The Colts had gone many years without winning many games until they got Manning.  They then went on a run of tremendous success, including a Super Bowl win.  Manning was named the Most Valuable Player of the league four times.  Because of this success, the community of Indianapolis was able to do many things.  They were able to build an impressive new stadium, which allowed them to host the Super Bowl this past year.  Manning also had such an iconic status nationwide, that it brought much publicity and business to the city.  Manning is also a generous person.  There is a children’s hospital in Indianapolis that was renamed Peyton Manning Children’s Hospital after he donated a large amount of money to it.  So this was not the normal “he’s getting old so it’s time to move on” kind of event.  The whole community feels that they are losing one of its great assets and even part of its identity.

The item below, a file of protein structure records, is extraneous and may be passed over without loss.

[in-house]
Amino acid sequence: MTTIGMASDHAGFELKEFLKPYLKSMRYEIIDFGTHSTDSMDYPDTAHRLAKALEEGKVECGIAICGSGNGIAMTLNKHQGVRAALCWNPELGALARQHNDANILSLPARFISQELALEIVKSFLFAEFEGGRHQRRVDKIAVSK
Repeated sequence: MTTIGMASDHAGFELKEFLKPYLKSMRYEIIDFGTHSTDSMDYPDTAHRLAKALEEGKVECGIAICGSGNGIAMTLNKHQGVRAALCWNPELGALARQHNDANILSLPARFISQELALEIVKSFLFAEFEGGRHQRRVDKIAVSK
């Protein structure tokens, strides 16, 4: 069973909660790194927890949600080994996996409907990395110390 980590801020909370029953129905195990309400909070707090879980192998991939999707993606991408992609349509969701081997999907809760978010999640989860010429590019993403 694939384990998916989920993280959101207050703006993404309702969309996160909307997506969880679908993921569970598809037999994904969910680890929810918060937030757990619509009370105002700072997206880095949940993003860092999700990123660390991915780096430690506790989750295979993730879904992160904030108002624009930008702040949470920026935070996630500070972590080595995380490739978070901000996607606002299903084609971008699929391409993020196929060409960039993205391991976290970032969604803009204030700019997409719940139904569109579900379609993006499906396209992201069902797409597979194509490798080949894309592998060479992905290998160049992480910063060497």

I mention all of this because in a way it reminds me of what has happened in one of our diocesan communities, and what may happen in more of our communities in the near future.  With the loss of the 140 year old church building in Ridgway from the recent tornado, you could tell in the voices and words of the people who were interviewed that they feel they lost much more than just a building – they lost a true point of pride in the community.  Ridgway is a town of less than 1000 people, and having been there I know that as you came into town the Catholic Church was the first thing you noticed over everything else.  And of course the other thing that stood out in talking to the people was hearing all of the stories of them and their families having their baptisms, weddings, funerals, etc. in that building.  It was more than just a building, it was a community gathering place, which makes the loss much more painful.  I talked last week about whether the church will be rebuilt, and that decision will come soon enough.  But whatever happens, the community will probably never be the same.